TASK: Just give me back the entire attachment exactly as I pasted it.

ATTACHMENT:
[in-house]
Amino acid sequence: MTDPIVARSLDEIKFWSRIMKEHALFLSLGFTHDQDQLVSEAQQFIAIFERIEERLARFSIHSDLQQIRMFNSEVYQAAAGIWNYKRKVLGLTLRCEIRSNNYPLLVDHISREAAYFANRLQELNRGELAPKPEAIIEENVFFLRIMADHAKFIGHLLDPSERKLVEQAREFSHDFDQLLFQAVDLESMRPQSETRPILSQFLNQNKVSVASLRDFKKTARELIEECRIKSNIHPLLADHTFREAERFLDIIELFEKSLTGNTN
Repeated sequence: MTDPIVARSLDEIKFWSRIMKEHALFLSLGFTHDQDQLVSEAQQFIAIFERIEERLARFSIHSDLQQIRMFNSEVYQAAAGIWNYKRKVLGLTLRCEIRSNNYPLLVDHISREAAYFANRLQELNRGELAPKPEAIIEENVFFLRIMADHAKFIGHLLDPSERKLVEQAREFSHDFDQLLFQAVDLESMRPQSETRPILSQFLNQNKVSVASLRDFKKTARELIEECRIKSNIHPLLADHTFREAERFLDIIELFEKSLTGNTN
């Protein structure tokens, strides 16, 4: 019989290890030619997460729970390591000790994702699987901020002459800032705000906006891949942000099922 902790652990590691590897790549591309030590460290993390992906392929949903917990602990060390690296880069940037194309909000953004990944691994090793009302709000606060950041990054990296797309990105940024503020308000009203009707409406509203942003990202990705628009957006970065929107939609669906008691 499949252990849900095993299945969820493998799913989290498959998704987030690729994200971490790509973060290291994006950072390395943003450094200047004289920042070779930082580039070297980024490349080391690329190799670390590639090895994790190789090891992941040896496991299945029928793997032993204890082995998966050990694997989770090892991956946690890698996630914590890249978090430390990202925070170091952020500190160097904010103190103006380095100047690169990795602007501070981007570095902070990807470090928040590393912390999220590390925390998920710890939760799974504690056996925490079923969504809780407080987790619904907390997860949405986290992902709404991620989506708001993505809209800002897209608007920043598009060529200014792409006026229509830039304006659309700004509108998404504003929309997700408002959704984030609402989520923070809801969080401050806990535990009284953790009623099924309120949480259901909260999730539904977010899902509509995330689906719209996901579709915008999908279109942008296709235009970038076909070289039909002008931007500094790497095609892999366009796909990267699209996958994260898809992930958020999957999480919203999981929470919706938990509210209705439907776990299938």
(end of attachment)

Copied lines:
[in-house]
Amino acid sequence: MTDPIVARSLDEIKFWSRIMKEHALFLSLGFTHDQDQLVSEAQQFIAIFERIEERLARFSIHSDLQQIRMFNSEVYQAAAGIWNYKRKVLGLTLRCEIRSNNYPLLVDHISREAAYFANRLQELNRGELAPKPEAIIEENVFFLRIMADHAKFIGHLLDPSERKLVEQAREFSHDFDQLLFQAVDLESMRPQSETRPILSQFLNQNKVSVASLRDFKKTARELIEECRIKSNIHPLLADHTFREAERFLDIIELFEKSLTGNTN
Repeated sequence: MTDPIVARSLDEIKFWSRIMKEHALFLSLGFTHDQDQLVSEAQQFIAIFERIEERLARFSIHSDLQQIRMFNSEVYQAAAGIWNYKRKVLGLTLRCEIRSNNYPLLVDHISREAAYFANRLQELNRGELAPKPEAIIEENVFFLRIMADHAKFIGHLLDPSERKLVEQAREFSHDFDQLLFQAVDLESMRPQSETRPILSQFLNQNKVSVASLRDFKKTARELIEECRIKSNIHPLLADHTFREAERFLDIIELFEKSLTGNTN
């Protein structure tokens, strides 16, 4: 019989290890030619997460729970390591000790994702699987901020002459800032705000906006891949942000099922 902790652990590691590897790549591309030590460290993390992906392929949903917990602990060390690296880069940037194309909000953004990944691994090793009302709000606060950041990054990296797309990105940024503020308000009203009707409406509203942003990202990705628009957006970065929107939609669906008691 499949252990849900095993299945969820493998799913989290498959998704987030690729994200971490790509973060290291994006950072390395943003450094200047004289920042070779930082580039070297980024490349080391690329190799670390590639090895994790190789090891992941040896496991299945029928793997032993204890082995998966050990694997989770090892991956946690890698996630914590890249978090430390990202925070170091952020500190160097904010103190103006380095100047690169990795602007501070981007570095902070990807470090928040590393912390999220590390925390998920710890939760799974504690056996925490079923969504809780407080987790619904907390997860949405986290992902709404991620989506708001993505809209800002897209608007920043598009060529200014792409006026229509830039304006659309700004509108998404504003929309997700408002959704984030609402989520923070809801969080401050806990535990009284953790009623099924309120949480259901909260999730539904977010899902509509995330689906719209996901579709915008999908279109942008296709235009970038076909070289039909002008931007500094790497095609892999366009796909990267699209996958994260898809992930958020999957999480919203999981929470919706938990509210209705439907776990299938």